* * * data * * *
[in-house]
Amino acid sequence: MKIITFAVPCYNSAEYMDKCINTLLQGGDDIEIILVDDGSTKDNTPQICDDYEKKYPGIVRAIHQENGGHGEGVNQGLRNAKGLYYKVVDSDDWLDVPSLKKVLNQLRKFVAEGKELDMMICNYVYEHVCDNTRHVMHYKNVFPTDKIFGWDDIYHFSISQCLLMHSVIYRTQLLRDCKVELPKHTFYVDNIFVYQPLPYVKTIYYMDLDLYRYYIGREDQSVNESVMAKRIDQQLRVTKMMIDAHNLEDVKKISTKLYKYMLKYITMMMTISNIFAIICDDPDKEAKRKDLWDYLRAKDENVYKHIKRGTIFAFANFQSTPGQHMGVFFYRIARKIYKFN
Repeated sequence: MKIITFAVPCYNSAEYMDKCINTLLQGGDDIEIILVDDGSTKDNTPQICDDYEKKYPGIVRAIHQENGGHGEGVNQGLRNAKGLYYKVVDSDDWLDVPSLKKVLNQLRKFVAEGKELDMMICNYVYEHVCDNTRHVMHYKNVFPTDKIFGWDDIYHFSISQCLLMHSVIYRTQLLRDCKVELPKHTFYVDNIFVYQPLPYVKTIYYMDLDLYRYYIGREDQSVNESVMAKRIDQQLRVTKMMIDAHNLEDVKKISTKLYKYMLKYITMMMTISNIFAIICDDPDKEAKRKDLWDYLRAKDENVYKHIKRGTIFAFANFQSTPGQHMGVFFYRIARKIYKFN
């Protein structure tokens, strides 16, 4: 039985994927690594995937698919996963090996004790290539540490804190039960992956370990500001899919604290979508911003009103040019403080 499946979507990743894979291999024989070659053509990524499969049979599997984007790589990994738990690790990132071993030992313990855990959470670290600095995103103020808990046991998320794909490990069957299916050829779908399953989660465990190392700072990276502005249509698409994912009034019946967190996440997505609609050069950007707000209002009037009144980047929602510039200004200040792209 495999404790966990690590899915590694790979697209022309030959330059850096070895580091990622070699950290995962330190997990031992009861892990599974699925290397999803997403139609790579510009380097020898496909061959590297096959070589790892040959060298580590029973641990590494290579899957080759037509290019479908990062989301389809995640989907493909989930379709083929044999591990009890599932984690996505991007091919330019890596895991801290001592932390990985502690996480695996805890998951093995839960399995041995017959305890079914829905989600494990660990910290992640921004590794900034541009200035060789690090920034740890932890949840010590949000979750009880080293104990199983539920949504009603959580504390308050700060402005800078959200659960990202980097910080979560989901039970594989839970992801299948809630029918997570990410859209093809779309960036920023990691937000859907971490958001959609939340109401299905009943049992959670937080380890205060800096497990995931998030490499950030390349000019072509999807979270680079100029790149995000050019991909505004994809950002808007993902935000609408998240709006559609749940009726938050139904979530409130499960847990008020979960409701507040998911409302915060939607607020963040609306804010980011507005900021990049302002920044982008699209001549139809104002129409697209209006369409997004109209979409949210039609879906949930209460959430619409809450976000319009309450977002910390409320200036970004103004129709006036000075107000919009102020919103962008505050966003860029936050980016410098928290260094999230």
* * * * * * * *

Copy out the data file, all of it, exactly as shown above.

[in-house]
Amino acid sequence: MKIITFAVPCYNSAEYMDKCINTLLQGGDDIEIILVDDGSTKDNTPQICDDYEKKYPGIVRAIHQENGGHGEGVNQGLRNAKGLYYKVVDSDDWLDVPSLKKVLNQLRKFVAEGKELDMMICNYVYEHVCDNTRHVMHYKNVFPTDKIFGWDDIYHFSISQCLLMHSVIYRTQLLRDCKVELPKHTFYVDNIFVYQPLPYVKTIYYMDLDLYRYYIGREDQSVNESVMAKRIDQQLRVTKMMIDAHNLEDVKKISTKLYKYMLKYITMMMTISNIFAIICDDPDKEAKRKDLWDYLRAKDENVYKHIKRGTIFAFANFQSTPGQHMGVFFYRIARKIYKFN
Repeated sequence: MKIITFAVPCYNSAEYMDKCINTLLQGGDDIEIILVDDGSTKDNTPQICDDYEKKYPGIVRAIHQENGGHGEGVNQGLRNAKGLYYKVVDSDDWLDVPSLKKVLNQLRKFVAEGKELDMMICNYVYEHVCDNTRHVMHYKNVFPTDKIFGWDDIYHFSISQCLLMHSVIYRTQLLRDCKVELPKHTFYVDNIFVYQPLPYVKTIYYMDLDLYRYYIGREDQSVNESVMAKRIDQQLRVTKMMIDAHNLEDVKKISTKLYKYMLKYITMMMTISNIFAIICDDPDKEAKRKDLWDYLRAKDENVYKHIKRGTIFAFANFQSTPGQHMGVFFYRIARKIYKFN
């Protein structure tokens, strides 16, 4: 039985994927690594995937698919996963090996004790290539540490804190039960992956370990500001899919604290979508911003009103040019403080 499946979507990743894979291999024989070659053509990524499969049979599997984007790589990994738990690790990132071993030992313990855990959470670290600095995103103020808990046991998320794909490990069957299916050829779908399953989660465990190392700072990276502005249509698409994912009034019946967190996440997505609609050069950007707000209002009037009144980047929602510039200004200040792209 495999404790966990690590899915590694790979697209022309030959330059850096070895580091990622070699950290995962330190997990031992009861892990599974699925290397999803997403139609790579510009380097020898496909061959590297096959070589790892040959060298580590029973641990590494290579899957080759037509290019479908990062989301389809995640989907493909989930379709083929044999591990009890599932984690996505991007091919330019890596895991801290001592932390990985502690996480695996805890998951093995839960399995041995017959305890079914829905989600494990660990910290992640921004590794900034541009200035060789690090920034740890932890949840010590949000979750009880080293104990199983539920949504009603959580504390308050700060402005800078959200659960990202980097910080979560989901039970594989839970992801299948809630029918997570990410859209093809779309960036920023990691937000859907971490958001959609939340109401299905009943049992959670937080380890205060800096497990995931998030490499950030390349000019072509999807979270680079100029790149995000050019991909505004994809950002808007993902935000609408998240709006559609749940009726938050139904979530409130499960847990008020979960409701507040998911409302915060939607607020963040609306804010980011507005900021990049302002920044982008699209001549139809104002129409697209209006369409997004109209979409949210039609879906949930209460959430619409809450976000319009309450977002910390409320200036970004103004129709006036000075107000919009102020919103962008505050966003860029936050980016410098928290260094999230």